Each I am sure has their story to tell on the Ruger Mark I & II. From the ones I have owned; close to 10, I have yet to see why you are having to take them down for a cleaning so often. Generally after a range session of about 500 rounds I will run a patch with Hoppe's down the barrel and follow that with a clean dry one. I then spray the gun off with Rem oil and wipe it down. It is also easier to use compressed air to blow particles or powder residue from around the bolt without a complete takedown. Of all the Rugers I have owned I have never had one malfunction from a lack of cleaning. I did have one government Mark II that Ruger had to replace the mag. to get it to function but Rugers have ran as trouble free for me as any makers guns for thousands of .22 rounds over a span of 30 odd years.

Standing Wolf
July 21, 2004, 09:49 PM
Once you learn the secret it's a snap: the hammer strut is always in the wrong postion and you have to flip it forward or back.

Not one, but two gunsmiths have said my Ruger Mark II is more difficult to reassemble than most. Frankly, I think it's just an extremely sloppy design.

444
July 21, 2004, 10:20 PM
"Frankly, I think it's just an extremely sloppy design."

Oh well, it is the design of one of the most popular handguns of the last 50 years, if you call that sloppy then I guess you are right.

"Not one, but two gunsmiths have said my Ruger Mark II is more difficult to reassemble than most. "

So compared to "most" it is difficult. Where does that put it on the broad scale of difficulty. Harder than riding a bike for the first time ? I don't think so. Harder than sharpening a knife for the first time ? I don't think so. What about compared to other guns ? Is it more difficult than stripping an M1 ? I don't think so.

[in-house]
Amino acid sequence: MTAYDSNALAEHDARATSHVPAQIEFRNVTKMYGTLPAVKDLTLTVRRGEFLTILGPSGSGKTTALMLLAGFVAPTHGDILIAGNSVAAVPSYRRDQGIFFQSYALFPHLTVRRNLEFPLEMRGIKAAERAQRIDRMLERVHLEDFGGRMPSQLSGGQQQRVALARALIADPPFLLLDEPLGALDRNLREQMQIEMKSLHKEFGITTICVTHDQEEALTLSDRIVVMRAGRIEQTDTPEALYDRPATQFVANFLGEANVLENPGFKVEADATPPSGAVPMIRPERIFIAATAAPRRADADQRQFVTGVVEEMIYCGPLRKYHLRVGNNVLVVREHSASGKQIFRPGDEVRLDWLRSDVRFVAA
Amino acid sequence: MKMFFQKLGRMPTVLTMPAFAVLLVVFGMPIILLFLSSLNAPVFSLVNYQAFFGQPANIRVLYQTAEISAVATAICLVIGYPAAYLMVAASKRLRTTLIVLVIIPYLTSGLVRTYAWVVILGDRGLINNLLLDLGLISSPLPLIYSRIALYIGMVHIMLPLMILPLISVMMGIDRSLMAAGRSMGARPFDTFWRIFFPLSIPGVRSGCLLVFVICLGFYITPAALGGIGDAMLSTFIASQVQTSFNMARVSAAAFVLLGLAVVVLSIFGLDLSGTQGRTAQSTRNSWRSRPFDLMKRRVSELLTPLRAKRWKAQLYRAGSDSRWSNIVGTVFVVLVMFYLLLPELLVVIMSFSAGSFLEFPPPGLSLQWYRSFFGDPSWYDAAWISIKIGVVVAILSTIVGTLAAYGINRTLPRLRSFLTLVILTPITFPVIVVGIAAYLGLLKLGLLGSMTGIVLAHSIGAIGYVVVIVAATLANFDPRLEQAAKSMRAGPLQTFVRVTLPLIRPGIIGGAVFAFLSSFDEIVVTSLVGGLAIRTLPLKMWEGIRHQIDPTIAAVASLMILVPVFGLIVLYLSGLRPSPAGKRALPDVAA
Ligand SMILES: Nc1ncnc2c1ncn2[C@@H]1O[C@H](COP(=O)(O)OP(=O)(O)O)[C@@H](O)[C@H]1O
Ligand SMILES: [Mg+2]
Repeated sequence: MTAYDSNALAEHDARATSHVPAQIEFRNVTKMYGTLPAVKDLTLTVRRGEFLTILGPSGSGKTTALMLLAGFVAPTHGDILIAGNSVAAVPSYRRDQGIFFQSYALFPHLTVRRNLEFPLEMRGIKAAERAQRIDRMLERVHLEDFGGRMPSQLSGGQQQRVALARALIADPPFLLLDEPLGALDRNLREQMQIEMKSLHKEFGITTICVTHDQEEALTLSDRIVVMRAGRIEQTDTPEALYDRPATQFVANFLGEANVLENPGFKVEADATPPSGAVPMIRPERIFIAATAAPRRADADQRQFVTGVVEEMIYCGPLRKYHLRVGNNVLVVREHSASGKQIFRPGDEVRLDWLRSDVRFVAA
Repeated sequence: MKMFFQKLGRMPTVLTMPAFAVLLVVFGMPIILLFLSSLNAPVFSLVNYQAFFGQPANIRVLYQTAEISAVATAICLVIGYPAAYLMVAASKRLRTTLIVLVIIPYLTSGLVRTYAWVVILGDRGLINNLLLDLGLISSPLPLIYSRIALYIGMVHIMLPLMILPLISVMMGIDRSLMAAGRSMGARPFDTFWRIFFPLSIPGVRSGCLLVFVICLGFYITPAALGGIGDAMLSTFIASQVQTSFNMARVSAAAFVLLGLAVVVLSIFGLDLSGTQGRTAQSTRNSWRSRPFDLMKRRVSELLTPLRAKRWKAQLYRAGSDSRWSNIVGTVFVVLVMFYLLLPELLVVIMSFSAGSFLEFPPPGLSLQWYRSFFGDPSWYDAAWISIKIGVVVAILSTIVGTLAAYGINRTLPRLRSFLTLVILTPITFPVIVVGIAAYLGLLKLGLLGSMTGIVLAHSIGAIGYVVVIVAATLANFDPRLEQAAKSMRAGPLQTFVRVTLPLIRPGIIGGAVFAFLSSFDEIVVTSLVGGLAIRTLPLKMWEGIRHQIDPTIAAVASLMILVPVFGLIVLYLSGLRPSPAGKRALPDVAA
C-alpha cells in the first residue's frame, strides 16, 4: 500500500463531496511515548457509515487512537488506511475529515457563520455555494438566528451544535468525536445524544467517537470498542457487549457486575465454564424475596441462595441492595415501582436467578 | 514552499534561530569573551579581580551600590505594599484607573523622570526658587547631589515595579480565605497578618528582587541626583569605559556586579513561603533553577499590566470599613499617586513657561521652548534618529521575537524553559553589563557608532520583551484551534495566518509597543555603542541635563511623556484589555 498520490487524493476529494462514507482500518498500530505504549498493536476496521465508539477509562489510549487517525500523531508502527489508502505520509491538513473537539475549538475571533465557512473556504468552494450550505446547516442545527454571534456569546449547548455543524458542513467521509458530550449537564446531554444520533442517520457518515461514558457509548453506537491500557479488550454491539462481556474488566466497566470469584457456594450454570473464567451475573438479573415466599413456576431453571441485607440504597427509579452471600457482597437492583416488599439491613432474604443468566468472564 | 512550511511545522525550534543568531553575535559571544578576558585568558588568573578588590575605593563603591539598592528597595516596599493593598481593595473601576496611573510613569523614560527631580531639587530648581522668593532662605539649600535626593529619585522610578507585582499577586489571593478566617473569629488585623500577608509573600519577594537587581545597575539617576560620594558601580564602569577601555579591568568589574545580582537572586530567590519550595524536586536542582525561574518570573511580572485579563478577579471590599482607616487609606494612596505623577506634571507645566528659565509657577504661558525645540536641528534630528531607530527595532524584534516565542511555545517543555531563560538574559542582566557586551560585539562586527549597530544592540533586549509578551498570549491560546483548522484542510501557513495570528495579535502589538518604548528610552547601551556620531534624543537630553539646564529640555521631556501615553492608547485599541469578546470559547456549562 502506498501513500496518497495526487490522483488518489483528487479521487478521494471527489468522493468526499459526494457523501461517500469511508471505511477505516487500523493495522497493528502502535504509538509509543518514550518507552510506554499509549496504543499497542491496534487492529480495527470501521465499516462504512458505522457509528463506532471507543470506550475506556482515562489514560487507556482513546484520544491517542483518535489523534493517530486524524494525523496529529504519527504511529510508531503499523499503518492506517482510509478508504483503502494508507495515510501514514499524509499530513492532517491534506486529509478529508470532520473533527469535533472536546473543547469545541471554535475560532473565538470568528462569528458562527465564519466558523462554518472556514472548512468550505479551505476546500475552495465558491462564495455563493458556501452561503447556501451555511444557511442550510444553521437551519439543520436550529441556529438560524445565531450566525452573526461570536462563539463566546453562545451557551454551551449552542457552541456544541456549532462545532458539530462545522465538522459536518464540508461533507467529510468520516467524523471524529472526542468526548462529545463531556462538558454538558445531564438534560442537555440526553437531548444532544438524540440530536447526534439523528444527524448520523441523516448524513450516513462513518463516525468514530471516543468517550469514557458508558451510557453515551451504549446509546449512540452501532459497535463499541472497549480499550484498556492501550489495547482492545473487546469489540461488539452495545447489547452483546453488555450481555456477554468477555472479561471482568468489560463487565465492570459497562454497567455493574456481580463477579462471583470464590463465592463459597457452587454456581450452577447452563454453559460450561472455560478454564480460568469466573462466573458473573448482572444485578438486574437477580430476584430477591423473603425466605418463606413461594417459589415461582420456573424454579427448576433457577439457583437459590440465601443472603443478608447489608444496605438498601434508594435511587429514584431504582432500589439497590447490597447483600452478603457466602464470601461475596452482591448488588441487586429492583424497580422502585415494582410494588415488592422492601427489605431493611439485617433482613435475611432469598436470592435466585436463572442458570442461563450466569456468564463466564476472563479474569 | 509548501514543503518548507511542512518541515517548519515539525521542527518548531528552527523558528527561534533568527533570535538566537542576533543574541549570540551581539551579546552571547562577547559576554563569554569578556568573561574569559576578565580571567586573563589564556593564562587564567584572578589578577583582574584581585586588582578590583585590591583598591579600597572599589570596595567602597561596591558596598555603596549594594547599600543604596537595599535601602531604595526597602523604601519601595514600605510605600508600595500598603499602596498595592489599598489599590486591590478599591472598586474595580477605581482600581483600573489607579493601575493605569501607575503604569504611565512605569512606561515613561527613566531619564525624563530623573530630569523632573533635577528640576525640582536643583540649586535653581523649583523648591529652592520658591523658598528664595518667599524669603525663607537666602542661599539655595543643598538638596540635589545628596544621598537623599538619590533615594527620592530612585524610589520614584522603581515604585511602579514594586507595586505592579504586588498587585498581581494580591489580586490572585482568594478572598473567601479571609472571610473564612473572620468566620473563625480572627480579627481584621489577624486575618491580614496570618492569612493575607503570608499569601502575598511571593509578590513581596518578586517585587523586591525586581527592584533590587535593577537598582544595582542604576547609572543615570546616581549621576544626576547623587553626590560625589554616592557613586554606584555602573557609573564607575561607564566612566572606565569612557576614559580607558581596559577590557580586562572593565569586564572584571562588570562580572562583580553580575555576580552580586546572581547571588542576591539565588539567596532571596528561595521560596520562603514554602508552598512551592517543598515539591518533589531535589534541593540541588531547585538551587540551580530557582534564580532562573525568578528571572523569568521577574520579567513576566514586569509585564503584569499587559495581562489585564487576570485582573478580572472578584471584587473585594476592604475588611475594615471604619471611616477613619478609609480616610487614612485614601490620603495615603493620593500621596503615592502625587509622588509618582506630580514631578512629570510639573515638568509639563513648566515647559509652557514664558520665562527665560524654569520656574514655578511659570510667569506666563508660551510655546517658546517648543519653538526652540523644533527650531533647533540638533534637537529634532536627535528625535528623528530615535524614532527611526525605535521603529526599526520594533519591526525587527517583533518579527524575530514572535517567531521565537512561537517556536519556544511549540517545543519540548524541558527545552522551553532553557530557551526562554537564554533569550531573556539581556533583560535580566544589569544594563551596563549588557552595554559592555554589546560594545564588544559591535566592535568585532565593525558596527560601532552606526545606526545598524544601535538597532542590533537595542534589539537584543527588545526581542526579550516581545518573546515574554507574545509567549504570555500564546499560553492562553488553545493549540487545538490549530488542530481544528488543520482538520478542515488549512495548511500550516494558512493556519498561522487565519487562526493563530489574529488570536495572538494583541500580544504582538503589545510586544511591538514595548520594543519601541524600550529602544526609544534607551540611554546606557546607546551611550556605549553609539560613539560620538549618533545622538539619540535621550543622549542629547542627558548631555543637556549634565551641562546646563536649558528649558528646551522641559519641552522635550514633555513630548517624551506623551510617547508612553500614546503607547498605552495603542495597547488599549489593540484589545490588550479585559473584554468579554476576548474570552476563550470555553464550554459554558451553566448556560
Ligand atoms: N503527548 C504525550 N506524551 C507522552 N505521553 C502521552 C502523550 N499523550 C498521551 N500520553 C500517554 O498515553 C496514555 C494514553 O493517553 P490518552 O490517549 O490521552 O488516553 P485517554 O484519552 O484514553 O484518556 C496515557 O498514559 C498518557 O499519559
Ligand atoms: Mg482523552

It appears to me that many people find this task difficult based on reading threads on on-line gun boards. I have a very low opinion of my own mechanical ability. I wouldn't think of touching a Dremel tool. I can't change the brake shoes on my pickup without taking the other side apart to see how it goes together. Yet, as a child not yet in junior high school I was able to figure out how to strip a Mk.II. Maybe I am too hard on myself.

wild billz
July 22, 2004, 07:03 AM
so far the hardest part about taking it apart and puttingit together is the lack of experience I have in doing it, adn the tight tolerances to force parts out, otherwise it isn't that hard of a concept to do, and with practice I have gotten better. It wa only the first time that i didn;t get the bolt to open, took it apart and retried.

I have to admit iwan't going to get a Ruger based on people saying it is hard to take down, but practice will make it easier, and take down is a small part of it, look at how easy it is to accessories, plus it shoots well (better than me), and is solid.

andrew17
July 22, 2004, 09:44 AM
and with practice I have gotten better.

Excellent! Glad ya got 'er apart and back again!

This past Sunday mine printed a .29 ctc group for 10 shots@25yds.